Just wanted to comment on the submerged lands article by Gemma in today's paper:
"If the bill is enacted into law, the commonwealth will have the option of exercising full control over the submerged lands surrounding the northernmost islands of Maug, Uracas and Asuncion, or decide to enter with a co-management system with the federal government as embodied in the presidential proclamation that created the marine monument or sanctuary in the area."Nowhere in the Jan 6 proclamation does the word "co-management" appear. While the Friends of the Marianas Trench Monument asked for and lobbied for co-management, similar to how Hawaii and American Samoa co-manage with the federal government their national marine sanctuaries, co-management was removed from the Marianas Trench Marine National Monument proclamation during Governor Fitial's "negotiations" of a "reasonable" monument. Also removed during the "negotiations" was our proposal to have a monument managed by NOAA National Marine Sanctuaries Program, making the likelihood of a visitors center and a boat much less likely.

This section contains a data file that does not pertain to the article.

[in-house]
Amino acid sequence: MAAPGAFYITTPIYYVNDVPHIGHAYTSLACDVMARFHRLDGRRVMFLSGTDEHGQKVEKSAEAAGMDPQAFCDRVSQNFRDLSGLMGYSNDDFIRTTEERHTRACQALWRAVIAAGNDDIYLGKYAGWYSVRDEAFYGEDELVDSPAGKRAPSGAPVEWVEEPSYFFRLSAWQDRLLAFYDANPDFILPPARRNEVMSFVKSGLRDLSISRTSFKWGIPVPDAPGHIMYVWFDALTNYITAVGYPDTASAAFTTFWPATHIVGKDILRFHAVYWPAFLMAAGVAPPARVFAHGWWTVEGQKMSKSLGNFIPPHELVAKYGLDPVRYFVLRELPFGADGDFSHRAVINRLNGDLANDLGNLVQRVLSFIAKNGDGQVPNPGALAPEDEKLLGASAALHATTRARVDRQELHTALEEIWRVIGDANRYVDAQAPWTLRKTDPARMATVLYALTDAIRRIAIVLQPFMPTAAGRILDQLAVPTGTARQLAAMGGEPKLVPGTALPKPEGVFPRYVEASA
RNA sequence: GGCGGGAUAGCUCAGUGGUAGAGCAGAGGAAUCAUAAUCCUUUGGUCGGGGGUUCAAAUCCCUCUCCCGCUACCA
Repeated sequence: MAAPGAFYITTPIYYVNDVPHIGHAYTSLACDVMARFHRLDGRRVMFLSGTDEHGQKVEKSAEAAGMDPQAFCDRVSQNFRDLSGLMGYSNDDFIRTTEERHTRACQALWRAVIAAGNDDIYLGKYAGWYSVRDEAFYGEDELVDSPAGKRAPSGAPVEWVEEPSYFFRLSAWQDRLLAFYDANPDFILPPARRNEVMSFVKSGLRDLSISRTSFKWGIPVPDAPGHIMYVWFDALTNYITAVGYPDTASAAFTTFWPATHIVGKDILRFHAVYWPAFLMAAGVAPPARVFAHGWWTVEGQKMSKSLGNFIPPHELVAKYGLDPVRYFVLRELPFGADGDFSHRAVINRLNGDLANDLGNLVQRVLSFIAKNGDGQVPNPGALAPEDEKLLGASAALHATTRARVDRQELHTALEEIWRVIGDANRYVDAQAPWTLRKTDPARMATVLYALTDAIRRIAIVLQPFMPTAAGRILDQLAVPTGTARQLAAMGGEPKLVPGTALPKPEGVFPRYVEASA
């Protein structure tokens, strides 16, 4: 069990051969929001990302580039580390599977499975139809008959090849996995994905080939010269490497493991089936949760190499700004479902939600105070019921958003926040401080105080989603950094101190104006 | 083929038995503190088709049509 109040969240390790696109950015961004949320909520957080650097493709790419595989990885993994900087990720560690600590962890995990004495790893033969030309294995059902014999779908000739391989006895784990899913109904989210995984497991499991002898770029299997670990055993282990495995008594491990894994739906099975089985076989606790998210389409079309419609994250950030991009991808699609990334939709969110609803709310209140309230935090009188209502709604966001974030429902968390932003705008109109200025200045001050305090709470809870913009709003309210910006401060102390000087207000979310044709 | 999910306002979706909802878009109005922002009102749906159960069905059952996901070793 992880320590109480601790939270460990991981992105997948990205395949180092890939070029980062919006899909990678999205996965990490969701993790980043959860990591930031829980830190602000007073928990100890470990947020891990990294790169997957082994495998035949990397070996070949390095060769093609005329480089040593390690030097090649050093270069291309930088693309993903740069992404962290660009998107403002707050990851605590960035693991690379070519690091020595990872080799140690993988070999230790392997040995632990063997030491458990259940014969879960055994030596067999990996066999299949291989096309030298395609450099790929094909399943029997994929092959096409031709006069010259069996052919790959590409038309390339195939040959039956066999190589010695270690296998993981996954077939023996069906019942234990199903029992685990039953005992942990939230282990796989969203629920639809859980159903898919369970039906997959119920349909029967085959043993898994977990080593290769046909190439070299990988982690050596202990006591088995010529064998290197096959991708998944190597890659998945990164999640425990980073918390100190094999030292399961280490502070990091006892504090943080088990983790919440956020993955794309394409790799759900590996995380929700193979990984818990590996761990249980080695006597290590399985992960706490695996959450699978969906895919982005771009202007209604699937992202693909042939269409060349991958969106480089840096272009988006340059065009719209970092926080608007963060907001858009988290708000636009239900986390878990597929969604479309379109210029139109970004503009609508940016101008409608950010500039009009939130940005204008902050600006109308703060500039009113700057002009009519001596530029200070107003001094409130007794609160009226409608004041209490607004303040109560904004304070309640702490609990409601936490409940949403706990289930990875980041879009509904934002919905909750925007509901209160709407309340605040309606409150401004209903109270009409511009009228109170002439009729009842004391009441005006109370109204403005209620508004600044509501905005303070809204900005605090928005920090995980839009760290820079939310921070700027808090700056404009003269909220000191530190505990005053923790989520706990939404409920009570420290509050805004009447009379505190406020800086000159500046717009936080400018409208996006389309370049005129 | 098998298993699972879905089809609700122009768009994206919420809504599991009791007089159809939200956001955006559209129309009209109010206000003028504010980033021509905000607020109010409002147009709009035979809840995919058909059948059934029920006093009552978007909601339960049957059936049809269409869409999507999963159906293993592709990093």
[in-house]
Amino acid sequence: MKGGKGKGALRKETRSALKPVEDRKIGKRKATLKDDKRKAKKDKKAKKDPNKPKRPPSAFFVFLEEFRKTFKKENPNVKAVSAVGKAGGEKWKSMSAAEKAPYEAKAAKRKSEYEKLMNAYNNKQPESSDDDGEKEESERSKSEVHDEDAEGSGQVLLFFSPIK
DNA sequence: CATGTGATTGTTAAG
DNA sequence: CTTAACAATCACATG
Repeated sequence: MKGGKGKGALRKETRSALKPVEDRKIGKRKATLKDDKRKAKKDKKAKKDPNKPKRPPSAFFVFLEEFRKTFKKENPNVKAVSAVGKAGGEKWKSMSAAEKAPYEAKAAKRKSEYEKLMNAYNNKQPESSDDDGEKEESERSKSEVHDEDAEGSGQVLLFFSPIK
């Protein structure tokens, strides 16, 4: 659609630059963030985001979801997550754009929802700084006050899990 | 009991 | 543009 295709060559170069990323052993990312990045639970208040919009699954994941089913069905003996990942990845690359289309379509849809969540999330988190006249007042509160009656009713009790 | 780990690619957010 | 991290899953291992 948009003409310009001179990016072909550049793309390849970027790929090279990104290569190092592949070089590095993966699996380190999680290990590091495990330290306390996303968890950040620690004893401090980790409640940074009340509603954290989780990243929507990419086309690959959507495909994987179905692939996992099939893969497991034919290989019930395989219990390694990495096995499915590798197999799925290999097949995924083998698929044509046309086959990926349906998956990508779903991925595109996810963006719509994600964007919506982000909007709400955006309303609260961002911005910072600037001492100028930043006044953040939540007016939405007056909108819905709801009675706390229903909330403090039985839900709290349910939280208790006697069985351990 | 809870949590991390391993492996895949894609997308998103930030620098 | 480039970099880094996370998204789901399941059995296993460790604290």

The Friends of the Marianas Trench Monument earlier this year asked Representative Sablan to include "co-management" in his submerged lands bill, but he chose not to entertain our request. We also asked him to add language transferring jurisdiction from US Fish & Wildlife to NMSP so that we could get a visitors center and a boat. That request was not entertained, either.
In his defense, however, Kilili at least met with us and had his staff meet with us several times before finally telling us no. I wish we could say the same for our sitting governor, who has denied us the opportunity to plead our case at every juncture, preferring to sick his attack dogs on us over listening to us.
The stance of the Friends remains the same as it was in October 2008 when we published our Vision letter. The three miles should remain a part of the monument, but under the jurisdiction of the CNMI and co-managed along with the entire monument with NMSP. Kilili's bill would not accomplish this and would most likely cut three gaping donut holes in the most biologically and geologically diverse area of the monument.